Near the beginning of “Anakin’s Betrayal,” Williams quotes Zimmer’s theme from The Thin Red Line (the theme that dominates “Journey to the Line”) verbatim – three descending notes (one half-step and one whole-step), then the same pattern 2 and 1/2 steps higher on the scale. It’s quite an outspoken moment in the cue – nearly impossible to miss and rather distracting if you’re at all familiar with Zimmer’s score.

“Padme’s Ruminations” opens with a faux-Middle Eastern vocal against an ambient synth background entirely identical to numerous passages of Debney’s Passion score. One might argue that Williams wasn’t lifting from Debney specifically as this is a pretty standard cliche in contemporary film music, but Williams even goes so far as to use the same 4-note motif Debney used in his score (in “Peter Denies Jesus” – also Elfman’s theme from Darkman, but in an enormously different setting) with identical orchestration – Williams even uses the same woodwind instrument to play the motif.

In the most shameless lift, “Anakin’s Dark Deeds” opens with Howard Shore’s “Seduction of the Ring” theme from all of his Lord of the Rings films (heard in the films when Boromir contemplates taking the ring from Frodo when it falls into the snow, when Faramir contemplates taking the ring from Frodo, and right before Smeagle kills for the ring in the flashback). The orchestration, complete with boys’ choir, is identical, the melody and chord progression is nearly identical, and this part of the cue about as close to direclty tracking Shore’s piece as you can legally get without risking a lawsuit.

I hope that is satisfactorily specific – I’m sorry if I did not provide track times, but that’s a bit obsessive even for me. And for the record, I am not the only person who noticed these – the writers at Film Score Monthly, Movie Music UK and Music on Film made a few of the same observations. I apologize if you still feel this is fan boy rubbish, but I’d appreciate an equally specific concrete counter to my observations if you wish to argue this further.

To this, one other subscriber added the example of “the driving timp and string march from Silvestri’s VAN HELSING in track 1. Can’t provide an exact time, but I just heard this in the car this morning on the way to work. John… Why!?!?”

Make of all that what you will!

About Peter T. Chattaway

Peter T. Chattaway was the regular film critic for BC Christian News from 1992 to 2011. In addition to his film column, which won multiple awards from the Evangelical Press Association, the Canadian Church Press and the Fellowship of Christian Newspapers, his news and opinion pieces have appeared in such publications as Books & Culture, Christianity Today, Bible Review and the Vancouver Sun. He also contributed essays to the books Re-Viewing The Passion: Mel Gibson’s Film and Its Critics (Palgrave Macmillan, 2004) and Scandalizing Jesus?: Kazantzakis’s The Last Temptation of Christ Fifty Years on (Continuum, 2005).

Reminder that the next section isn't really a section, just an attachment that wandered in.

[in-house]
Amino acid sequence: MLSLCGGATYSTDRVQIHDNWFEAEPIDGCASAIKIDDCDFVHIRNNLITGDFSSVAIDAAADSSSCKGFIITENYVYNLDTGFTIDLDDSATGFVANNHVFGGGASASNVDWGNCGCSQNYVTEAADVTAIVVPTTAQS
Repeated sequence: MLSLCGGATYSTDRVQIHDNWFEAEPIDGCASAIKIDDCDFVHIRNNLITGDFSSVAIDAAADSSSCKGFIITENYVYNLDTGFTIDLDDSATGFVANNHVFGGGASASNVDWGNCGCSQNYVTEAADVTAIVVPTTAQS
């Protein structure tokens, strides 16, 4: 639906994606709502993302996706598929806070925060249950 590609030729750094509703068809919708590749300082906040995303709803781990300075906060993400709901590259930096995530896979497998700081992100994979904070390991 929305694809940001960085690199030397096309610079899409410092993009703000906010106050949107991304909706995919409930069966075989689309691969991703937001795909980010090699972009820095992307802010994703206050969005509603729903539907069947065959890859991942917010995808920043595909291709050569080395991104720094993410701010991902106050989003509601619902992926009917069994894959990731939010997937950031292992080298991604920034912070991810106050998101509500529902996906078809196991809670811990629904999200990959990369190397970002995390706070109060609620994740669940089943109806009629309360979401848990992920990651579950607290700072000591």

• Trent

    [quote] As for the music itself, I regret to say almost none of it has made any impression on me yet — except for those moments where my ears perked up and I said, “Hey, that’s practically note-for-note the same as that tune from that other Star Wars movie!” [/quote]

    Interesting quotes on William’s lifting from other film scores; I’ve always had a mind to start a website dedicated to tracking downWilliam’s classical musical swipes (Dvorak’s New World Symphony, andyone?), but this would just expand the project.

    However, nothing about the prequels, including the music, have left that big an impression on me, so I haven’t felt the need to get the soundtracks.

  • http://www.blogger.com/profile/14715376140228118442 Jeffrey Overstreet

    This is a cynical response, I suppose, but for all of the composers who have shamelessly ripped off Williams over the years, I wouldn’t invest too much energy into going after Lucas for echoing some of them. Horner especially has made a career of being a Williams imitator, in my opinion.

  • http://www.blogger.com/profile/07395937367596387523 Peter T Chattaway

    Horner especially has made a career of being a Williams imitator, in my opinion.

    Actually, I think Horner was alluded to by the person I quoted above.

    Just wondering, which specific Williams scores do you think Horner has ripped off? I know his score for Enemy at the Gates was uncannily similar to Schindler’s List, but I can’t remember any other parallels; the alleged plagiarisms of which I am aware would be things like the opening tune in Aliens, which is uncannily similar to the Khachaturian tune that Kubrick used in 2001: A Space Odyssey (and the rest of that score is uncannily similar to Horner’s own Star Trek II: The Wrath of Khan).

    The deeper problem with Episode III — indeed with all the prequels — is that Williams is constantly rehashing his older themes. In the original trilogy, Williams was constantly inventing new themes; indeed, some of his signature tunes, like the Imperial March or Darth Vader theme, were created specifically for the sequels! I think Williams’s music for the prequels has been okay, but that kind of creativity just isn’t there.